Tumor-free flounder: Study underscores Boston Harbor rebirth
A canary in a coal mine? How about a flounder in a harbor?
In a study published last week in the journal Diseases of Aquatic Organisms, scientists at the Woods Hole Oceanographic Institution in Massachusetts declared that flounder in Boston's once notoriously polluted harbor are now tumor-free.
It's turnaround from the late 1980s, when more than three-quarters of the species in Boston Harbor were found to have signs of liver disease, including cancerous tumors.
But Michael Moore, the Woods Hole biologist who authored the study published in the academic journal Diseases of Aquatic Organisms, said his team hasn't found a tumor on a flounder since 2004.
"The fish aren't getting liver tumors anymore," he said.
Moore has been monitoring harbor flounder since 1986, when the poor health of the once-bountiful, bottom-feeding fish became emblematic of the harbor's broader environmental challenges.
The health of the flounder that generations of Bostonians had fished helped spur a series of lawsuits.
A landmark federal court decision in 1985 compelled Massachusetts to properly treat sewage dumped into the harbor, resulting in billions of dollars in public works projects.
Chief among them was the completion of a new sewage treatment plant on the harbor in the 1990s and the opening of a massive underground tunnel directing discharge from the sewage plant nearly 10 miles out of the harbor into Massachusetts Bay in 2000.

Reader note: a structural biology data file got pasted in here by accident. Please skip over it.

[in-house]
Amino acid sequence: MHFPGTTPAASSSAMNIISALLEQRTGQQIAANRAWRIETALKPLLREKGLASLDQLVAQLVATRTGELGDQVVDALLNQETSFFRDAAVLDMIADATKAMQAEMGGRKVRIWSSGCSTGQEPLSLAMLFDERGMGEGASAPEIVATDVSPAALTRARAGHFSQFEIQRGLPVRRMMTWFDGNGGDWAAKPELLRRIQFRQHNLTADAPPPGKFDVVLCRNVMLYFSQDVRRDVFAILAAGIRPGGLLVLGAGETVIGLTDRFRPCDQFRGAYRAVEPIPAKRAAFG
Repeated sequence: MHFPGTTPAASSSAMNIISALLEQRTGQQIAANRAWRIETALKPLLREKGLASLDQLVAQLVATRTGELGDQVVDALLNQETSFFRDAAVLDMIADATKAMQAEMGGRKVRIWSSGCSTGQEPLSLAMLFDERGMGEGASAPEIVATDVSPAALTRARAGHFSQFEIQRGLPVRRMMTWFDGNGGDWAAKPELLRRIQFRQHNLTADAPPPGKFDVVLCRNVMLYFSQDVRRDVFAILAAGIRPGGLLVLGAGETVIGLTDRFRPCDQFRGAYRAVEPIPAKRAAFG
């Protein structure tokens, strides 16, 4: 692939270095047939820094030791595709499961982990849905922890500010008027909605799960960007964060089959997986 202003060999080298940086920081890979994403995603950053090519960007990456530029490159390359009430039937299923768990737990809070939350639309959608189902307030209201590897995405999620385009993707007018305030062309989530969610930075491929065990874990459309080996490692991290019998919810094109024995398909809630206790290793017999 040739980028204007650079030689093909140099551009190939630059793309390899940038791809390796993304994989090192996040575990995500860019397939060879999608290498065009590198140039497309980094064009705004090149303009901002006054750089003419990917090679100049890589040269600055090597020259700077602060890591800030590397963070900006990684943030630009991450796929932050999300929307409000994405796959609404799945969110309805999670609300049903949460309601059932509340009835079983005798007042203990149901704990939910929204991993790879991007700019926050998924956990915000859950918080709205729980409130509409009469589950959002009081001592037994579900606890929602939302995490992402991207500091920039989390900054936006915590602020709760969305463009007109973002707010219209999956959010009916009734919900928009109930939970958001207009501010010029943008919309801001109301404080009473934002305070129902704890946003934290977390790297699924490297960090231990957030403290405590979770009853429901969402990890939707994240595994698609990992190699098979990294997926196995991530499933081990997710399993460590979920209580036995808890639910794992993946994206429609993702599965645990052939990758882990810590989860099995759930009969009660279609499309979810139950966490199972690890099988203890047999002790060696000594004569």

The results have been dramatic, with porpoises, seals, humpback whales and other marine animals that had been rarely if ever seen in the harbor now regularly popping up, says Tony LaCasse, the spokesman for the New England Aquarium that overlooks Boston Harbor.
"The people of Massachusetts spent billions of dollars to reclaim their harbor, and it worked," he said.
The turnaround of the harbor—once considered the country's dirtiest—can also be seen in the improved water quality in the rivers that feed into it and the high marks its beaches have received for cleanliness in recent years, according to the Massachusetts Water Resources Authority, the drinking water and sewage agency created in the wake of the 1985 decision.
"The empirical data is irrefutable," Frederick Laskey, the authority's executive director, said. "The clean-up of Boston Harbor is the greatest environmental achievement of this generation."
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